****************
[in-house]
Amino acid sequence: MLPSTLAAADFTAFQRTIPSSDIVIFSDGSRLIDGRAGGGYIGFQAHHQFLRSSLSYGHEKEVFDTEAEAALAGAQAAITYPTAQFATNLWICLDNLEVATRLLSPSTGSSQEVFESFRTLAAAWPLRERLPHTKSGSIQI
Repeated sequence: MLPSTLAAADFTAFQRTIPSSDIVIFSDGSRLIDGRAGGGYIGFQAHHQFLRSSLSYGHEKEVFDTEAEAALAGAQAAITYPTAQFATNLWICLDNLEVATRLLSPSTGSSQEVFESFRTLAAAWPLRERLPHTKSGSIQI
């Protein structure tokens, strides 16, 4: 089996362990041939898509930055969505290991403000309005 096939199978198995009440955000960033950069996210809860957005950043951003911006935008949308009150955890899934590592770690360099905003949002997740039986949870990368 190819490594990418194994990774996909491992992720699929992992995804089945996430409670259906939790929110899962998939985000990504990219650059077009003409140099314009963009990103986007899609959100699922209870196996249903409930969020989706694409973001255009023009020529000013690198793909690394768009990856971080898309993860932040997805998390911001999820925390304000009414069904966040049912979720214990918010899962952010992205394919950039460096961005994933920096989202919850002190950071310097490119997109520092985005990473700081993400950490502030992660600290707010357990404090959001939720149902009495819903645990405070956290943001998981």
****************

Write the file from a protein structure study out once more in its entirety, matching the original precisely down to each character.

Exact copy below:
[in-house]
Amino acid sequence: MLPSTLAAADFTAFQRTIPSSDIVIFSDGSRLIDGRAGGGYIGFQAHHQFLRSSLSYGHEKEVFDTEAEAALAGAQAAITYPTAQFATNLWICLDNLEVATRLLSPSTGSSQEVFESFRTLAAAWPLRERLPHTKSGSIQI
Repeated sequence: MLPSTLAAADFTAFQRTIPSSDIVIFSDGSRLIDGRAGGGYIGFQAHHQFLRSSLSYGHEKEVFDTEAEAALAGAQAAITYPTAQFATNLWICLDNLEVATRLLSPSTGSSQEVFESFRTLAAAWPLRERLPHTKSGSIQI
């Protein structure tokens, strides 16, 4: 089996362990041939898509930055969505290991403000309005 096939199978198995009440955000960033950069996210809860957005950043951003911006935008949308009150955890899934590592770690360099905003949002997740039986949870990368 190819490594990418194994990774996909491992992720699929992992995804089945996430409670259906939790929110899962998939985000990504990219650059077009003409140099314009963009990103986007899609959100699922209870196996249903409930969020989706694409973001255009023009020529000013690198793909690394768009990856971080898309993860932040997805998390911001999820925390304000009414069904966040049912979720214990918010899962952010992205394919950039460096961005994933920096989202919850002190950071310097490119997109520092985005990473700081993400950490502030992660600290707010357990404090959001939720149902009495819903645990405070956290943001998981």